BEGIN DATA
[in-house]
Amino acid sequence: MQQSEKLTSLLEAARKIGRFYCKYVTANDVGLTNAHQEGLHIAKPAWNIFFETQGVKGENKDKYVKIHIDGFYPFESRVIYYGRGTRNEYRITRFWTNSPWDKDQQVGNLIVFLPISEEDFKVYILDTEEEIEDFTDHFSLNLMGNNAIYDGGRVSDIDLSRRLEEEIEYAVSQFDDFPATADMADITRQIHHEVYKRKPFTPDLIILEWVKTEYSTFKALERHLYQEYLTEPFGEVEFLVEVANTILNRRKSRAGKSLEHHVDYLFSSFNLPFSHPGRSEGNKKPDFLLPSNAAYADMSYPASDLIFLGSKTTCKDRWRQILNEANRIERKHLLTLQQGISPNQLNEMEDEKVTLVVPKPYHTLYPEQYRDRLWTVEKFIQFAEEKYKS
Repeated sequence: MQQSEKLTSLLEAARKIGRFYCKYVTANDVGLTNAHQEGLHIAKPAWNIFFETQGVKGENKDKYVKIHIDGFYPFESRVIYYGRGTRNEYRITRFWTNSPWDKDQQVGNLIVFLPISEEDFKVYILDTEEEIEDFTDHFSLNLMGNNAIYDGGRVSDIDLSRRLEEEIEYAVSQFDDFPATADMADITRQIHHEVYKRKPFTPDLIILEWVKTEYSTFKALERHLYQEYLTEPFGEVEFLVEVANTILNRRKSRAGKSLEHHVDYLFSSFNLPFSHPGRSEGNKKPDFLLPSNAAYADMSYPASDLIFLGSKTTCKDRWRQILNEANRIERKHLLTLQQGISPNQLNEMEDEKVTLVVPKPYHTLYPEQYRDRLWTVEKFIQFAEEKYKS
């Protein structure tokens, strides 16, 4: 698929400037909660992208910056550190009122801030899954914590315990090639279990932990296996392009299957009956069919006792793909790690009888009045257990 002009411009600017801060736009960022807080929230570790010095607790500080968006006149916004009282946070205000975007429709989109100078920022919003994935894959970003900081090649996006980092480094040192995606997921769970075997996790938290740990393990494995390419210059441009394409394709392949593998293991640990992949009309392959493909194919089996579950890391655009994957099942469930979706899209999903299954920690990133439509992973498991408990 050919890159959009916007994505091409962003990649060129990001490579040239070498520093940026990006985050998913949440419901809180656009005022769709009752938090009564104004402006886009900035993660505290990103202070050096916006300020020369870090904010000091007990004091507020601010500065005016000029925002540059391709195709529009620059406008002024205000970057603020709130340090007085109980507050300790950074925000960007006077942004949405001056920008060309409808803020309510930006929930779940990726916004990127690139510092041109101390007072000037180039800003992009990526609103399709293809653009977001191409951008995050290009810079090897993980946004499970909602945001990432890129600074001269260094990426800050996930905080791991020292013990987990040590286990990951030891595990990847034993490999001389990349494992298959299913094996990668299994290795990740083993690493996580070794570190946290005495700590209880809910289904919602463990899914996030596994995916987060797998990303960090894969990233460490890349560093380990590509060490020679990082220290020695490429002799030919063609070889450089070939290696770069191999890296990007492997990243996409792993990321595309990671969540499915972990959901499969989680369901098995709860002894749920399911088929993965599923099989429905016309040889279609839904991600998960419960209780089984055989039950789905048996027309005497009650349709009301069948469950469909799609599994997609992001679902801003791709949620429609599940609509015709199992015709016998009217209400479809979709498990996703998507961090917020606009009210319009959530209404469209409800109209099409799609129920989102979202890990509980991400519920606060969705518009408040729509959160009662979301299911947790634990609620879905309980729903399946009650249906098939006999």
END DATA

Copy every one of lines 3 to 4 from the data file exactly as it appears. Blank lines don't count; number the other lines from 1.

Repeated sequence: MQQSEKLTSLLEAARKIGRFYCKYVTANDVGLTNAHQEGLHIAKPAWNIFFETQGVKGENKDKYVKIHIDGFYPFESRVIYYGRGTRNEYRITRFWTNSPWDKDQQVGNLIVFLPISEEDFKVYILDTEEEIEDFTDHFSLNLMGNNAIYDGGRVSDIDLSRRLEEEIEYAVSQFDDFPATADMADITRQIHHEVYKRKPFTPDLIILEWVKTEYSTFKALERHLYQEYLTEPFGEVEFLVEVANTILNRRKSRAGKSLEHHVDYLFSSFNLPFSHPGRSEGNKKPDFLLPSNAAYADMSYPASDLIFLGSKTTCKDRWRQILNEANRIERKHLLTLQQGISPNQLNEMEDEKVTLVVPKPYHTLYPEQYRDRLWTVEKFIQFAEEKYKS
């Protein structure tokens, strides 16, 4: 698929400037909660992208910056550190009122801030899954914590315990090639279990932990296996392009299957009956069919006792793909790690009888009045257990 002009411009600017801060736009960022807080929230570790010095607790500080968006006149916004009282946070205000975007429709989109100078920022919003994935894959970003900081090649996006980092480094040192995606997921769970075997996790938290740990393990494995390419210059441009394409394709392949593998293991640990992949009309392959493909194919089996579950890391655009994957099942469930979706899209999903299954920690990133439509992973498991408990 050919890159959009916007994505091409962003990649060129990001490579040239070498520093940026990006985050998913949440419901809180656009005022769709009752938090009564104004402006886009900035993660505290990103202070050096916006300020020369870090904010000091007990004091507020601010500065005016000029925002540059391709195709529009620059406008002024205000970057603020709130340090007085109980507050300790950074925000960007006077942004949405001056920008060309409808803020309510930006929930779940990726916004990127690139510092041109101390007072000037180039800003992009990526609103399709293809653009977001191409951008995050290009810079090897993980946004499970909602945001990432890129600074001269260094990426800050996930905080791991020292013990987990040590286990990951030891595990990847034993490999001389990349494992298959299913094996990668299994290795990740083993690493996580070794570190946290005495700590209880809910289904919602463990899914996030596994995916987060797998990303960090894969990233460490890349560093380990590509060490020679990082220290020695490429002799030919063609070889450089070939290696770069191999890296990007492997990243996409792993990321595309990671969540499915972990959901499969989680369901098995709860002894749920399911088929993965599923099989429905016309040889279609839904991600998960419960209780089984055989039950789905048996027309005497009650349709009301069948469950469909799609599994997609992001679902801003791709949620429609599940609509015709199992015709016998009217209400479809979709498990996703998507961090917020606009009210319009959530209404469209409800109209099409799609129920989102979202890990509980991400519920606060969705518009408040729509959160009662979301299911947790634990609620879905309980729903399946009650249906098939006999």